By Wolf Richter, a San Francisco based executive, entrepreneur, start up specialist, and author, with extensive international work experience. Originally published at Wolf Street
Over the past few days, the Diamond Producers Association launched its first new ad campaign in five years after watching retail sales of diamond jewelry slow down, as Millennials built on the habit pioneered by prior generations of delaying or not even thinking about marriage, and thus not being sufficiently enthusiastic about buying diamond engagement rings.
The campaign, according to Adweek, is designed to motivate Millennials “to commemorate their ‘real,’ honest relationships with diamonds, even if marriage isn’t part of the equation.”
Mother New York, the agency behind the campaign, spent months interviewing millennials, according to Quartz, and learned that they associated diamonds with a “fairytale love story that wasn’t relevant to them.” So the premium jewelry industry, seeing future profits at risk, needs to do something about that.
A year ago, it was Wall Street – specifically Goldman Sachs – that did a lot of hand-wringing about millennials. “They don’t trust the stock market,” Goldman Sachs determined in a survey. Only 18% thought that the stock market was “the best way to save for the future.”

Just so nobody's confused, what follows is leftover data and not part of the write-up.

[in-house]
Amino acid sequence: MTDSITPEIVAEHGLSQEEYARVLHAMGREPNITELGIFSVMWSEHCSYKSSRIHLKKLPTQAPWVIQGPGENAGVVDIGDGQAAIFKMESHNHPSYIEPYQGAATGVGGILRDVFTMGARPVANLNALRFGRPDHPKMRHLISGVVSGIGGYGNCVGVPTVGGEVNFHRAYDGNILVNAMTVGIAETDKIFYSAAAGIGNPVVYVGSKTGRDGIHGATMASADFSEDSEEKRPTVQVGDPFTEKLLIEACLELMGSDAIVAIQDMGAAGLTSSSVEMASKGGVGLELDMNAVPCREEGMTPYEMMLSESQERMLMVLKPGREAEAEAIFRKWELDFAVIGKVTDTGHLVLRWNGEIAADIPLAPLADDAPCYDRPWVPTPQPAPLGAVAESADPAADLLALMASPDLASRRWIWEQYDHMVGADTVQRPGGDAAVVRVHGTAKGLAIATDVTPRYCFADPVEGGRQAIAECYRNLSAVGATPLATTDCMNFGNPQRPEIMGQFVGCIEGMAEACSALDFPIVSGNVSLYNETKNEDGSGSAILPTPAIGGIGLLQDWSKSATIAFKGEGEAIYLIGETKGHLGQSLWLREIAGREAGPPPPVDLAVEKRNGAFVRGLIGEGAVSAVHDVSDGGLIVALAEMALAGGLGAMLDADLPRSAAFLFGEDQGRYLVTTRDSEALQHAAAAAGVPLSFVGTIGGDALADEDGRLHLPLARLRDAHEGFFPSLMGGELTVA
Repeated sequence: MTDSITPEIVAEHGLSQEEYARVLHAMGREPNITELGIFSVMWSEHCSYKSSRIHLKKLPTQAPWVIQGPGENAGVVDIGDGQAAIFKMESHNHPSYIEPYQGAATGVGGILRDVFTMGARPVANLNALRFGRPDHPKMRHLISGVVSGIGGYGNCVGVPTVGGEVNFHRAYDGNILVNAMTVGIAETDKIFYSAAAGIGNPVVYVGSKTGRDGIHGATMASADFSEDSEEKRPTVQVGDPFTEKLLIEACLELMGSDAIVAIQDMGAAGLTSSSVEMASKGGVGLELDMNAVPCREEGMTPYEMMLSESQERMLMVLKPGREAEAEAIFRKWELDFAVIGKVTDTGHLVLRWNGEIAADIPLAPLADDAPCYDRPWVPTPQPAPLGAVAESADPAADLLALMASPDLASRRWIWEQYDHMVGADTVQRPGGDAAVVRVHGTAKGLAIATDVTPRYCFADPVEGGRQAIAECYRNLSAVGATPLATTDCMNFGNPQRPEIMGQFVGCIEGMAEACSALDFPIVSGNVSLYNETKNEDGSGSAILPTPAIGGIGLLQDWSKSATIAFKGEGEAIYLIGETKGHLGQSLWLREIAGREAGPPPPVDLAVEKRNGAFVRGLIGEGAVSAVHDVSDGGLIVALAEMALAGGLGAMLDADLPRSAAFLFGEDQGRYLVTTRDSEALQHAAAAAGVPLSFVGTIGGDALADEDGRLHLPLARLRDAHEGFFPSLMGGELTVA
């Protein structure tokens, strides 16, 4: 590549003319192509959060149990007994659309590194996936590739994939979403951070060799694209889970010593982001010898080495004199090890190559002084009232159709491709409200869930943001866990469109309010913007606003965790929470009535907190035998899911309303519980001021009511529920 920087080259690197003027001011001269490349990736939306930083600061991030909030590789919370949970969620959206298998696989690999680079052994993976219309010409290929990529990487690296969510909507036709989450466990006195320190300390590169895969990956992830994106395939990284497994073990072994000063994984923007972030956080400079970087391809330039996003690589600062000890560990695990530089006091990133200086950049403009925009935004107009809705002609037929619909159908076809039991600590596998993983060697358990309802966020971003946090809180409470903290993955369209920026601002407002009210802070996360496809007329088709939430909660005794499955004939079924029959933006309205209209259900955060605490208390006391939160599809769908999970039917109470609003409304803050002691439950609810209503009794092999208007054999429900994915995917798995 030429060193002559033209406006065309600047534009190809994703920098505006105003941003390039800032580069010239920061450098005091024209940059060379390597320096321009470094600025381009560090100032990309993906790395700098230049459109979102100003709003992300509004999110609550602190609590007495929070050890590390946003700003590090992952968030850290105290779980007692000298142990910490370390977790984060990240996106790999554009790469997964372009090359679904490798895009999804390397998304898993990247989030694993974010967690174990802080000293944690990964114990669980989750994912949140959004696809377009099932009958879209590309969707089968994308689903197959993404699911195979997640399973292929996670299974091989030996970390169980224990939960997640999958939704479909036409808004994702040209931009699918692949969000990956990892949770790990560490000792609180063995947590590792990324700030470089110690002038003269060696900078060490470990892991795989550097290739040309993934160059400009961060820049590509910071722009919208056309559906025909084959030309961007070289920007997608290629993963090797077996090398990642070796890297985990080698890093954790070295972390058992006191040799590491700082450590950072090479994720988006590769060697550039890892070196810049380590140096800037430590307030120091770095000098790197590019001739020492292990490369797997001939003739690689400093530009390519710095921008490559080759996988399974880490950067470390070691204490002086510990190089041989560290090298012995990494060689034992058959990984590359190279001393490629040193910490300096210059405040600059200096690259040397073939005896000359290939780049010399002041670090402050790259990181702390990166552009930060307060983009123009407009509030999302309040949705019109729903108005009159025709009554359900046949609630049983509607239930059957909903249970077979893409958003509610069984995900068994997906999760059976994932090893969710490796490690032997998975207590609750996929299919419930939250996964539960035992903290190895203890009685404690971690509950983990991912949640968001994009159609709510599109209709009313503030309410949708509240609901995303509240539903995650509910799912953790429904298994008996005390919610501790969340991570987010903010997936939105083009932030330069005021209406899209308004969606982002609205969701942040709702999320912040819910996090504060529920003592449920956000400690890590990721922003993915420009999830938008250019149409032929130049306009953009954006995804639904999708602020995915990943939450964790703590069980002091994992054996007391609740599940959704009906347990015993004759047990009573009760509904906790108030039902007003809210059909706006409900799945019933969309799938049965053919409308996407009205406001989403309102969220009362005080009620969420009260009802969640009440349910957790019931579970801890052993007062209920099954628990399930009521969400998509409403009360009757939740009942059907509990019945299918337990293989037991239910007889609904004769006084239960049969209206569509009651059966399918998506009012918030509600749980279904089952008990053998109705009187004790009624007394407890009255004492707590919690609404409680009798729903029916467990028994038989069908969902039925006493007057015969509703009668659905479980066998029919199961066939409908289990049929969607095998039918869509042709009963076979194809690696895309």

It’s a big deal for Wall Street because millennials are now the largest US generation. There are 75 million of them. They’re supposed to be the future source of big bonuses. Wall Street needs to figure out how to get to their money.
The older ones have seen the market soar, collapse, re-soar, re-collapse, re-soar…. They’ve seen the Fed’s gyrations to re-inflate stocks. They grew up with scandals and manipulations, high-frequency trading, dark pools, and spoofing. They’ve seen hard-working people get wiped out and wealthy people get bailed out. Maybe they’d rather not mess with that infernal machine.
And today, the Los Angeles Times added more fuel. “They’re known for bouncing around jobs, delaying marriage, and holing up in their parents’ basements,” it mused.
Everyone wants to know why millennials don’t follow the script. Brick-and-mortar retailers have been complaining about them for years, with increasing intensity, and a slew of specialty chains have gone bankrupt, a true fiasco for the industry, even as online retailers are laughing all the way to the bank.
“For starters, millennials are not big spenders, at least not in the traditional sense,” the Times said. Yet most of them spend every dime they earn, those that have decent jobs. But much of that spending goes toward their student-loan burden and housing.
Everybody somehow agrees that millennials as a group prefer “experiences” – eating out, traveling, etc. – over buying merchandise, such as jewelry, clothing, furniture, and cars, though they buy gadgets and services galore. But that “experiences” theory too is running into trouble because restaurants are slithering into a recession as sales have hit the skids recently.
So these spending habits of millennials “may not be great for a U.S. economy driven by consumer spending,” the Times points out.